By David K. Bernard
Publication by way of Bernard, David okay.
Read or Download A History of Christian Doctrine: Volume 1, The Post Apostolic Age to the Middle Ages A.D. 100 - 1500 PDF
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All through historical past, arguments for and opposed to the lifestyles of God were principally limited to philosophy and theology. meanwhile, technological know-how has sat at the sidelines and quietly watched this online game of phrases march up and down the sector. even though technological know-how has revolutionised each point of human lifestyles and enormously clarified our realizing of the realm, one way or the other the idea has arisen that it has not anything to assert concerning the danger of a splendid being, which a lot of humanity worships because the resource of all fact.
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Additional resources for A History of Christian Doctrine: Volume 1, The Post Apostolic Age to the Middle Ages A.D. 100 - 1500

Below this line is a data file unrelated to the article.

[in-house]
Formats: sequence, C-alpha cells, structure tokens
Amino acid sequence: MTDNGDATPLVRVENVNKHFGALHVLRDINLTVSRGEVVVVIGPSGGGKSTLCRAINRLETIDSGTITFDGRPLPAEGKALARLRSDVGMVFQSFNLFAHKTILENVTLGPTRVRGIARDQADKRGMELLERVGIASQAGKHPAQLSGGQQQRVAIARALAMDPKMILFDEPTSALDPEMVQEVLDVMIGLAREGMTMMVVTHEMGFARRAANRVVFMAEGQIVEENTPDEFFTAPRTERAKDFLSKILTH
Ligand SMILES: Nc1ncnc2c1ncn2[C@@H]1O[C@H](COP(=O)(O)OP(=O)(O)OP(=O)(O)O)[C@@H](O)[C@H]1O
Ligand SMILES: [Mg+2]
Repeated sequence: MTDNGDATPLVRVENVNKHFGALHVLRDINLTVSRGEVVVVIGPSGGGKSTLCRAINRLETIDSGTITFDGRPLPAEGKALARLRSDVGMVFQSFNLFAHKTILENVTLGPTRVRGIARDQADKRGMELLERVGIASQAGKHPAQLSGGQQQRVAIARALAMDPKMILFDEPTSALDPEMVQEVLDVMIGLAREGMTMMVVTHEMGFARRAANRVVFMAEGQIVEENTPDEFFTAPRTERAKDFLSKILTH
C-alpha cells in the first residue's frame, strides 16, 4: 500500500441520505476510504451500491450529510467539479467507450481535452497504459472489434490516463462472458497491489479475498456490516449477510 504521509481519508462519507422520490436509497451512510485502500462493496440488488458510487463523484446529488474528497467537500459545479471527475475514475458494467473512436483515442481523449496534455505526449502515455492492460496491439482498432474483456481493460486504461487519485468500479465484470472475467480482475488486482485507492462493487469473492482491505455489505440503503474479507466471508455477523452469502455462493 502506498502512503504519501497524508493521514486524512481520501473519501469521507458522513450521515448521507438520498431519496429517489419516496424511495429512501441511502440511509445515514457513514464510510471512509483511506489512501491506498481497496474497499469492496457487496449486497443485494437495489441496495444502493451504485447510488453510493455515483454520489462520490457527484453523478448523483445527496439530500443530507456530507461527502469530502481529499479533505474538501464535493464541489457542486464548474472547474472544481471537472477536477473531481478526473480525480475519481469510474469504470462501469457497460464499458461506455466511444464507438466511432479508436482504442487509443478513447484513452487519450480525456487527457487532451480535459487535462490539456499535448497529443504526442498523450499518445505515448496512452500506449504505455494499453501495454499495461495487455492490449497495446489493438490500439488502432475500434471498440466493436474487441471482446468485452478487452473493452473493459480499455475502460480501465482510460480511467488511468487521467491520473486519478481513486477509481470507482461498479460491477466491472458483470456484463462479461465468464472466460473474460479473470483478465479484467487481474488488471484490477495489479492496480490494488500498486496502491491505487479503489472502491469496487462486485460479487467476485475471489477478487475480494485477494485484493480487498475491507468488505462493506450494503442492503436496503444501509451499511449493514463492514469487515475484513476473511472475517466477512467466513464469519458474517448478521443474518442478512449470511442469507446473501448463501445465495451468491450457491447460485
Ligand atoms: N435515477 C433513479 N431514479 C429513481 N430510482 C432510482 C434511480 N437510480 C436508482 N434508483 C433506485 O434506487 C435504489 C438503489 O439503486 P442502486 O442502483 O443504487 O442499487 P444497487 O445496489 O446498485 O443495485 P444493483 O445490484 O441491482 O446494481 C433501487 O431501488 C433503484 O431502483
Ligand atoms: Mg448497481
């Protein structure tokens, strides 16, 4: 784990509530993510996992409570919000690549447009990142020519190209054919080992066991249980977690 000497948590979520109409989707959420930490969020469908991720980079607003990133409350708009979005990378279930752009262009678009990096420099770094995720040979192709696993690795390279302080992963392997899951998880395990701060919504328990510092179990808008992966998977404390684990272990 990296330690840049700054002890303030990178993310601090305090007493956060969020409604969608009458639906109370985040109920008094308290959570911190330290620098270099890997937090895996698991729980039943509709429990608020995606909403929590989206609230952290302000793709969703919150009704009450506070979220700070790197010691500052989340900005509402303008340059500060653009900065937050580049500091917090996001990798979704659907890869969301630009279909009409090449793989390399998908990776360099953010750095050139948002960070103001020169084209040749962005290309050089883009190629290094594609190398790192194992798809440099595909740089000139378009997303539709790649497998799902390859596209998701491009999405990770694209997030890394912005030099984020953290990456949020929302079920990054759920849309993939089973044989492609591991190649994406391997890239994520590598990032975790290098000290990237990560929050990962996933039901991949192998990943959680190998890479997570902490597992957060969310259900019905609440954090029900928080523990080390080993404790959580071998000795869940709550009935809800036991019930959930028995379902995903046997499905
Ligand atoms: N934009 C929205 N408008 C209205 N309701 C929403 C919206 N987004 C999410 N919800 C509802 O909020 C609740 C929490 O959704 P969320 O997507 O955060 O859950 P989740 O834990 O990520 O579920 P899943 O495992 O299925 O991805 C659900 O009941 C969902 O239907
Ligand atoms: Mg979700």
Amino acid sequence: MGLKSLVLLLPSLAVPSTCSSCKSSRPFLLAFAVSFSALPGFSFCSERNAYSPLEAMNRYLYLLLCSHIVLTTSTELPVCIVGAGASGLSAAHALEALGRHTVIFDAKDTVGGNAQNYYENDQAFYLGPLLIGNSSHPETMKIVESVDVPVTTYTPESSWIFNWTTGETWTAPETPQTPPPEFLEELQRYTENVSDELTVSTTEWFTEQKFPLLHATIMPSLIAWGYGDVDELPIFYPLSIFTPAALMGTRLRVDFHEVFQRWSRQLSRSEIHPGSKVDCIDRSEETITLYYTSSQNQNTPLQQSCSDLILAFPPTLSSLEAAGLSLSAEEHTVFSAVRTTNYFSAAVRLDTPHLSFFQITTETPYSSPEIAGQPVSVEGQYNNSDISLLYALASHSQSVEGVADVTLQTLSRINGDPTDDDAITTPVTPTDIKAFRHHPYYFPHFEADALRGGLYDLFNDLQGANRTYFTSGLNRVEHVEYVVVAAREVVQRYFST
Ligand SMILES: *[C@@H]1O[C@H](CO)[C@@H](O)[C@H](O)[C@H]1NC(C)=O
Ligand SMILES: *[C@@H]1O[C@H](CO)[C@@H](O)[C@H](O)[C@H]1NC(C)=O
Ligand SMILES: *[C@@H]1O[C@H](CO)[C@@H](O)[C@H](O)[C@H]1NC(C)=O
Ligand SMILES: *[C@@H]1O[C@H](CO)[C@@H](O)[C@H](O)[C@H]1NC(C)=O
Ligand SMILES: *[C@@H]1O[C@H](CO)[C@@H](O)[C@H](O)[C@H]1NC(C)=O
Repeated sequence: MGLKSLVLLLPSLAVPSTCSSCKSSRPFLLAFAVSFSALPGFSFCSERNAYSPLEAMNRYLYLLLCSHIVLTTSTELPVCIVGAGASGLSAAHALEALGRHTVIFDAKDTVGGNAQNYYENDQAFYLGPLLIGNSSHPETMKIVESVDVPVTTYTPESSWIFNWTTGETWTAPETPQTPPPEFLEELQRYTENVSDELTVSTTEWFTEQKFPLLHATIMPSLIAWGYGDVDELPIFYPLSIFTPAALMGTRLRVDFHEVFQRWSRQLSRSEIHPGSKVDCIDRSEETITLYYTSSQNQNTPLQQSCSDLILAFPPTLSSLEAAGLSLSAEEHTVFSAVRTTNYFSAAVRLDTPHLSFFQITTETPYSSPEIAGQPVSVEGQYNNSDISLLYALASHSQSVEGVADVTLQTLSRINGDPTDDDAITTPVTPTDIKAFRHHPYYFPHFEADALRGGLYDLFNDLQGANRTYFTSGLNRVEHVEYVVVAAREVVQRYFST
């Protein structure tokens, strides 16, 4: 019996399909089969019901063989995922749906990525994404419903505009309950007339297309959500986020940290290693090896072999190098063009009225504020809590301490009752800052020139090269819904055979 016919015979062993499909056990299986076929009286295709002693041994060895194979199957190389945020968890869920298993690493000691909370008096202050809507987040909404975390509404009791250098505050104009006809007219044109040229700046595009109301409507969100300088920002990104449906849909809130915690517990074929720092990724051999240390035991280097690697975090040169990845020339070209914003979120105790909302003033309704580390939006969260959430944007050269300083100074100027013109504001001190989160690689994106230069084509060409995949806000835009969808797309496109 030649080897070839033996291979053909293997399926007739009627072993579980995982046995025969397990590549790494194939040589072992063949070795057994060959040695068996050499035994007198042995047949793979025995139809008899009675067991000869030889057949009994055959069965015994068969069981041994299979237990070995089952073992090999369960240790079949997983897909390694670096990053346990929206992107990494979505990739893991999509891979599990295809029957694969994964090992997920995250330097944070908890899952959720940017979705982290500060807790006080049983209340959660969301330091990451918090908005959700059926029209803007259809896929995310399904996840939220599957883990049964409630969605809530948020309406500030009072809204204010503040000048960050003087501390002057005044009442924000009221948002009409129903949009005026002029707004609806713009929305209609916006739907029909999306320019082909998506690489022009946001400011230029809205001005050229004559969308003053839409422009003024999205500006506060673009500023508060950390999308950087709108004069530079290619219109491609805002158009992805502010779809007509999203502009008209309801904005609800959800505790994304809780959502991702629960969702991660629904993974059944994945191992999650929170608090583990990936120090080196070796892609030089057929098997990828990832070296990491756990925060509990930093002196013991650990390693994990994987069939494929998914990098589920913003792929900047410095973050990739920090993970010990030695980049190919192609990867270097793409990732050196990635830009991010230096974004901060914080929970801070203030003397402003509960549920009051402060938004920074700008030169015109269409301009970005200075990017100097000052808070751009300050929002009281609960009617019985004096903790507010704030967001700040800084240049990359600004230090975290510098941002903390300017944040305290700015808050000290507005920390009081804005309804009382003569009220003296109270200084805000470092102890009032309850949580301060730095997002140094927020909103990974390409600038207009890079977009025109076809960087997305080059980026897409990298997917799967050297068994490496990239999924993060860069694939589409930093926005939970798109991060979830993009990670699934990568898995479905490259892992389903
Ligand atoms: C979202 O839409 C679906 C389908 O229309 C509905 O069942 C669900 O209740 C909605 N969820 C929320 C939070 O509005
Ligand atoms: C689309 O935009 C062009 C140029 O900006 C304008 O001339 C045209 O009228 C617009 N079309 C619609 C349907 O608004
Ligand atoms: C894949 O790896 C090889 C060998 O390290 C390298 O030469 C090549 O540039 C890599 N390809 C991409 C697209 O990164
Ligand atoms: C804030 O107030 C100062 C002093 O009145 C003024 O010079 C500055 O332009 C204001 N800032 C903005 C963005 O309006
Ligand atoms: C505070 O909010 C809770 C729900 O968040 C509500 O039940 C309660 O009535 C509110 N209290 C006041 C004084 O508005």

Here we see Gnostic dualism and docetism mixed with biblical concepts about the oneness of God and the full deity of Christ. Marcion accepted as Scripture only ten of the Pauline Epistles and a mutilated version of the Gospel of Luke. He rejected the rest of the New Testament because of quotations from the Old Testament and contradictions to his doctrine. ”1 Here too we see echoes of biblical teaching. On the whole, though, Marcion’s doctrine was not scriptural but heretical. The Marcionites broke away from the mainstream 38 Early Heresies church around 144.
This group’s major emphases—the work of the Holy Spirit, holiness, and the priesthood of all believers—were apparently biblical and a corrective to emerging problems, but it seems that they went too far in stressing these aspects. Their problem was not doctrine as much as practice. The Montanists placed strong emphasis on the doctrine of the last things. They considered Montanus to be the last great prophet before the end of the world, and they looked for the soon coming of Jesus Christ and the consummation of the age.
To them God remained impassible but related to the world through a series of aeons, of which the Creator was one and the Redeemer was another. Philo of Alexandria, a Hellenistic Jewish philospher who lived around the time of Christ, likewise struggled to reconcile Greek philosophy and Judaism. He had a motive similar to that of the Apologists: he sought to make Judaism seem reasonable and acceptable to pagans. His solution was to proclaim that God is one but also to speak of the Logos as God’s intermediary in creating the world.